Hawaii mom outraged over school still requiring kids to eat lunch in outdoor heat: ‘Kids have suffered enough’

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A Hawaii mother is outraged after learning her daughter’s elementary school is still requiring students to eat lunch outside in the heat and humidity more than two years after the COVID-19 pandemic began.

“My daughter came home to me and I realized she wasn’t eating her lunch,” Kristina Tullos told “Fox & Friends First” on Thursday.

Tullos said she asked her daughter why she was not eating her lunch when her daughter revealed it was too hot to eat outside.

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Students in Isabel Reyes' kindergarten class at Stanley Mosk Elementary school wear masks while indoors Friday, March 11, 2022 in Winnetka, California. Students in the Los Angeles Unified School District are still wearing masks while in school.

Students in Isabel Reyes’ kindergarten class at Stanley Mosk Elementary school wear masks while indoors Friday, March 11, 2022 in Winnetka, California. Students in the Los Angeles Unified School District are still wearing masks while in school. (David Crane/MediaNews Group/Los Angeles Daily News via Getty Images)

Tullos told host Carley Shimkus that she turned her attention to school officials, first emailing her daughter’s teacher, then the principal and the area superintendent to ask why the policy remained in place after restrictions were dropped elsewhere.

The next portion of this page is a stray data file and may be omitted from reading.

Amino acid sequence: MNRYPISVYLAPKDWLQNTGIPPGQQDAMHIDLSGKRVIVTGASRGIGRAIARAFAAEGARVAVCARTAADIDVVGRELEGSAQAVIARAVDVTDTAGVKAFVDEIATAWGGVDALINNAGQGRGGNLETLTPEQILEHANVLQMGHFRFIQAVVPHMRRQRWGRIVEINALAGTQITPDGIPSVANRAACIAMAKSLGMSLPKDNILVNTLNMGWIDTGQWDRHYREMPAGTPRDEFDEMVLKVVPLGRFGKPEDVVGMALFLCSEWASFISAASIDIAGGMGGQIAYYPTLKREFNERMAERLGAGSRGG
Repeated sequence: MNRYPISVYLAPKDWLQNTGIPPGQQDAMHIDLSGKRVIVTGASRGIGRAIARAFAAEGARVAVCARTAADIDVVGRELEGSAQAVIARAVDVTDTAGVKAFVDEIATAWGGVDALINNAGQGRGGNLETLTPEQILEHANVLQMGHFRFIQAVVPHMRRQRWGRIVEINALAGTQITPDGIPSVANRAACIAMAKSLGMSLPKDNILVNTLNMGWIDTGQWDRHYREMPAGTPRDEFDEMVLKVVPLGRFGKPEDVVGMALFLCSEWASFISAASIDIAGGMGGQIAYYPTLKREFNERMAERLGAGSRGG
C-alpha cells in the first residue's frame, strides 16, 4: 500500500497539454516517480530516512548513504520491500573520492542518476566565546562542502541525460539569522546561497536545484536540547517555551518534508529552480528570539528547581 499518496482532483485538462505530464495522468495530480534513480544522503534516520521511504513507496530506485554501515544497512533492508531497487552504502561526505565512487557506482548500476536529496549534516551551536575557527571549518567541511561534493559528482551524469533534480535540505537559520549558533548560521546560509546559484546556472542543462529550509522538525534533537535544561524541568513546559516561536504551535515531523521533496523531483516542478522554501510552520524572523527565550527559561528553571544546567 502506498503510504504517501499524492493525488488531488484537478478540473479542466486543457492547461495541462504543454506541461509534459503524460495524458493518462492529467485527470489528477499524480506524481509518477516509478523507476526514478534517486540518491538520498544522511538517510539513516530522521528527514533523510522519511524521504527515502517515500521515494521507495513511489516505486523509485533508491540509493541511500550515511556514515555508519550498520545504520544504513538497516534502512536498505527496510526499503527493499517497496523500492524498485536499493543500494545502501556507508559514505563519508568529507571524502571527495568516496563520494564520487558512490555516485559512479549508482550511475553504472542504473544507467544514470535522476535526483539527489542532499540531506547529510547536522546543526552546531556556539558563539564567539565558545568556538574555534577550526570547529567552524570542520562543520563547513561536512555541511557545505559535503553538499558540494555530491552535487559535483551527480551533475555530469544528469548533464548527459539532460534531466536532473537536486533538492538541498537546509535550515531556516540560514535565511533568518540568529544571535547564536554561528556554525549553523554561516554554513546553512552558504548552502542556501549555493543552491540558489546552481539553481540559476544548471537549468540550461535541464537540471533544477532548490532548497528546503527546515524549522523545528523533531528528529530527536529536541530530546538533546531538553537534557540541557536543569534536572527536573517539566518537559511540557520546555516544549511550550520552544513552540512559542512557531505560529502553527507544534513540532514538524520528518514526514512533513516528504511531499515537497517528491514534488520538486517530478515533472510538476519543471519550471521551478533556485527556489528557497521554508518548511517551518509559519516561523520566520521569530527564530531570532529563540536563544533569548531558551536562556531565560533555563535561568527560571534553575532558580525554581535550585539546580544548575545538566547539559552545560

“These kids have suffered enough. They need their normalcy back, and not out in 90-degree humidity with flies,” she said.

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“They should be in the humongous concrete cafeteria where they have been eating comfortably for 50 years,” she added. 

Tullos said, despite contacting everyone involved, all parties refused to listen.

The Hawaii Department of Education responded to complaints from parents in a recent statement, claiming the mandate benefits students and staff because the outdoor areas are “cooler” and “more ventilated” than areas inside the building.

“The school realized other benefits to students and staff, including the covered outdoor areas being cooler/more ventilated than the cafeteria…” the statement claimed.

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 Tullos fired back at the Hawaii DOE, pointing to policy details indicating otherwise.

“If it is cooler outside, why do they have the four and five-year-old babies sitting inside the cafeteria?” she asked. Tullos said she confronted the superintendent with the same question, adding, “If it’s cooler out there, then put the little ones out there…

“‘They don’t want to let go of that control. Bottom line.”